Kevin McCarthy loses speaker votes after the chaos in the US House

On Tuesday night, the House adjourned without a speaker, the first time since 1923 that a first-round vote failed to install a leader.

Image source – Financial Times

After capturing control of the lower House in the November elections, the commencement of a new Congress was expected to be the Republican Party’s victory lap. On the other hand, McCarthy faced internal resistance and was remembered for all the wrong reasons.

So far, the California congressman has been defeated in three consecutive votes for Speaker, and it is unknown what path he will take when the House reconvenes on Wednesday. They will vote until a majority is obtained.

Even if Mr McCarthy finds a way, observers warn that the instability on the House floor portends a tough two-year fight between moderate and right-wing Republicans.

A Republican party that cannot successfully govern the lower chamber of Congress may be hampered in carrying out some of its essential tasks, such as enacting spending bills or increasing the debt ceiling.

Negotiations made him appear weak.

Image source – CNN

McCarthy just needed a few votes to become Speaker after Republicans barely gained control of the House in November. As a result, a group of adamantly conservative Republicans got together to oppose his candidacy.

Republican observers think the schism was inevitable.

“Kevin McCarthy has not made friends with certain segments of the caucus for a while, he’s made a lot of enemies,” said one Republican lobbyist, who requested anonymity to speak frankly about Tuesday’s vote. “There’s people who don’t like him for political reasons, for personal reasons.”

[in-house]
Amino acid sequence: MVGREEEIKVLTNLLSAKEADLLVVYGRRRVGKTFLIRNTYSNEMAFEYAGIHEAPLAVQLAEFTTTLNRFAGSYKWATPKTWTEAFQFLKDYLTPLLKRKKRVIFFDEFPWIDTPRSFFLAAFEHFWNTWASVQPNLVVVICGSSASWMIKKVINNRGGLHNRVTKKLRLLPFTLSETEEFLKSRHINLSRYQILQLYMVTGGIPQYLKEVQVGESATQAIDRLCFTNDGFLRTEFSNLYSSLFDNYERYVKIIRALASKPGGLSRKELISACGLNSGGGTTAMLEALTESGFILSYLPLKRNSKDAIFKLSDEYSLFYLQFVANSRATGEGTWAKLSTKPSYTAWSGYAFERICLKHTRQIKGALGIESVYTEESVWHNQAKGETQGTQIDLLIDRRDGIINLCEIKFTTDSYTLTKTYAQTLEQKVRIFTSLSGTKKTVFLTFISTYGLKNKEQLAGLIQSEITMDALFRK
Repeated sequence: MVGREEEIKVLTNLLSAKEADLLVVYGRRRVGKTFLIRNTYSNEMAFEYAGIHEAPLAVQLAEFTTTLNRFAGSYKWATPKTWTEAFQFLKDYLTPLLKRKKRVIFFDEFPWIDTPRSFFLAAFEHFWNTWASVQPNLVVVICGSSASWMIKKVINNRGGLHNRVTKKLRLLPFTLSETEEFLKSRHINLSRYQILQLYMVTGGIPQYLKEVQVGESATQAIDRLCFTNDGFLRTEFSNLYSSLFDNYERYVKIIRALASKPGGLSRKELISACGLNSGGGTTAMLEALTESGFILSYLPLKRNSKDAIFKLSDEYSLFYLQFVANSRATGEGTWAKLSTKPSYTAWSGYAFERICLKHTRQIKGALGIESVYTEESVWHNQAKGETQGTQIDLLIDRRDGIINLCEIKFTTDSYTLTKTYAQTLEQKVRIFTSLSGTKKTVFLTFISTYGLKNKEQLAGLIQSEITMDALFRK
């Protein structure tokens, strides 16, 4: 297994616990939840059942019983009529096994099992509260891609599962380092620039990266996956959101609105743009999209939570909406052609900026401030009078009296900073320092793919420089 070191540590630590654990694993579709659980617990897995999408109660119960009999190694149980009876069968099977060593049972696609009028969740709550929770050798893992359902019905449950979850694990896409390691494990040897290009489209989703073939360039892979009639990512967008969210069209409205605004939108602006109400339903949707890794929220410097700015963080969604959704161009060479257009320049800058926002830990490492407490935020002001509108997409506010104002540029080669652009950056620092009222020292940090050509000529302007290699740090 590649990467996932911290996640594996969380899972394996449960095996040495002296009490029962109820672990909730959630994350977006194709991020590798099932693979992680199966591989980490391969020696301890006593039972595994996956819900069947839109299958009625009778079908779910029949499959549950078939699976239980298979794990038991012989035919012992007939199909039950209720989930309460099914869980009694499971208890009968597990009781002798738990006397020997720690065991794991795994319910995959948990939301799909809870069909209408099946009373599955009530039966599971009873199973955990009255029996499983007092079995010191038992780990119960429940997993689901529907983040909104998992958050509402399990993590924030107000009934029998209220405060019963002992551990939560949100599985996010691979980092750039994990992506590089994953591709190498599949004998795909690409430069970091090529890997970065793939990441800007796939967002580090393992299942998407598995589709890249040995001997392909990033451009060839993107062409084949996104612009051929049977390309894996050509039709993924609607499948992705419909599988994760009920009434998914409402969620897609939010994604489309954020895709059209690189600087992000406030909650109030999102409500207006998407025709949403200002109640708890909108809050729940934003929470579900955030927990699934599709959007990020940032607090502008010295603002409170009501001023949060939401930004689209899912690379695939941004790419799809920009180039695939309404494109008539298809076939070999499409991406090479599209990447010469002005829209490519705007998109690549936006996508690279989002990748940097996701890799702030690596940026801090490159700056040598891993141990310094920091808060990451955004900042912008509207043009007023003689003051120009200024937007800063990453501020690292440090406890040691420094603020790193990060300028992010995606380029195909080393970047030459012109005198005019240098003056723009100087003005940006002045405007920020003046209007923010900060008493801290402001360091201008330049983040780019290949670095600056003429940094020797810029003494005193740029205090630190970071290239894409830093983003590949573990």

He spoke with his detractors, who see him as too mainstream and power-hungry, and made concessions in an attempt to gain their support. 

At one point, he allegedly agreed to amend House rules to make it easier to remove a sitting Speaker, thereby limiting his power.

“The fact he was negotiating with the Republicans at all made him look very, very weak to the point of being desperate,” the Republican lobbyist said.

Kevin McCarthy opponents are encouraged.

The futility of such a plan became clear on Tuesday.

Mr McCarthy failed to achieve the minimum 218-vote barrier twice in a row. Even though Republicans own 222 seats, a coalition of 19 hard-right Republicans has formed to oppose him. They oppose McCarthy for intellectual and personal reasons, but they also see an opportunity to leverage the Republicans’ slim majority to pressure him to make further concessions.

In one of the most dramatic scenes of the day, they nominated Representative Jim Jordan to oppose him, only seconds after Mr Jordan himself recommended Mr McCarthy for Speaker.

Despite the fact that Mr Jordan, a prominent member of the hard-right Freedom Caucus, implored Republicans in the third round of voting to “unite around” Mr McCarthy, 20 Republicans voted for Mr Jordan, denying Mr McCarthy victory yet again.

Meanwhile, Democrats stood firm behind their party’s new leader, New York Representative Hakeem Jeffries.

Some couldn’t help but make light of their Republican colleagues’ bad day. Ruben Gallego, an Arizona congressman, tweeted that Democrats were “breaking out the popcorn,” and included a photo of the delicacy as proof.

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